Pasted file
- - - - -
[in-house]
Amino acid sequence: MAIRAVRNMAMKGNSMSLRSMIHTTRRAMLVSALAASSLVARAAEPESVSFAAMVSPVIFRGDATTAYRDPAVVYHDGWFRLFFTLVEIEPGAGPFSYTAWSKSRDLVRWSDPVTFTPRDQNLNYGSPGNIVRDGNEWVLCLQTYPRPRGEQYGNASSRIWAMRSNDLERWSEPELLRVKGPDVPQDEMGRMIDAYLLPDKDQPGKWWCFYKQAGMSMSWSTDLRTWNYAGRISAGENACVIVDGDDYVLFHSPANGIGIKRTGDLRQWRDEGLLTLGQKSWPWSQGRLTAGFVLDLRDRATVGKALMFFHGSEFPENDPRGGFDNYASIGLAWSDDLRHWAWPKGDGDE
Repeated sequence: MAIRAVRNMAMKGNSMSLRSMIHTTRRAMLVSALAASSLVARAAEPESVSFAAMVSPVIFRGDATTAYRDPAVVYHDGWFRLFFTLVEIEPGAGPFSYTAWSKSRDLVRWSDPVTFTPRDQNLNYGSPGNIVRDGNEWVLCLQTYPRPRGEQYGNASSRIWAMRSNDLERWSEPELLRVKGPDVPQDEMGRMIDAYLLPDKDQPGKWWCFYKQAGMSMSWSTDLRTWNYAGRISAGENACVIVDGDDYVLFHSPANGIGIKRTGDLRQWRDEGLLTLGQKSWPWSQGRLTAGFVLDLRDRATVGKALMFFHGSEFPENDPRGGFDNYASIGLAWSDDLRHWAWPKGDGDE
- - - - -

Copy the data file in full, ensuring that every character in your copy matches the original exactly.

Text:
[in-house]
Amino acid sequence: MAIRAVRNMAMKGNSMSLRSMIHTTRRAMLVSALAASSLVARAAEPESVSFAAMVSPVIFRGDATTAYRDPAVVYHDGWFRLFFTLVEIEPGAGPFSYTAWSKSRDLVRWSDPVTFTPRDQNLNYGSPGNIVRDGNEWVLCLQTYPRPRGEQYGNASSRIWAMRSNDLERWSEPELLRVKGPDVPQDEMGRMIDAYLLPDKDQPGKWWCFYKQAGMSMSWSTDLRTWNYAGRISAGENACVIVDGDDYVLFHSPANGIGIKRTGDLRQWRDEGLLTLGQKSWPWSQGRLTAGFVLDLRDRATVGKALMFFHGSEFPENDPRGGFDNYASIGLAWSDDLRHWAWPKGDGDE
Repeated sequence: MAIRAVRNMAMKGNSMSLRSMIHTTRRAMLVSALAASSLVARAAEPESVSFAAMVSPVIFRGDATTAYRDPAVVYHDGWFRLFFTLVEIEPGAGPFSYTAWSKSRDLVRWSDPVTFTPRDQNLNYGSPGNIVRDGNEWVLCLQTYPRPRGEQYGNASSRIWAMRSNDLERWSEPELLRVKGPDVPQDEMGRMIDAYLLPDKDQPGKWWCFYKQAGMSMSWSTDLRTWNYAGRISAGENACVIVDGDDYVLFHSPANGIGIKRTGDLRQWRDEGLLTLGQKSWPWSQGRLTAGFVLDLRDRATVGKALMFFHGSEFPENDPRGGFDNYASIGLAWSDDLRHWAWPKGDGDE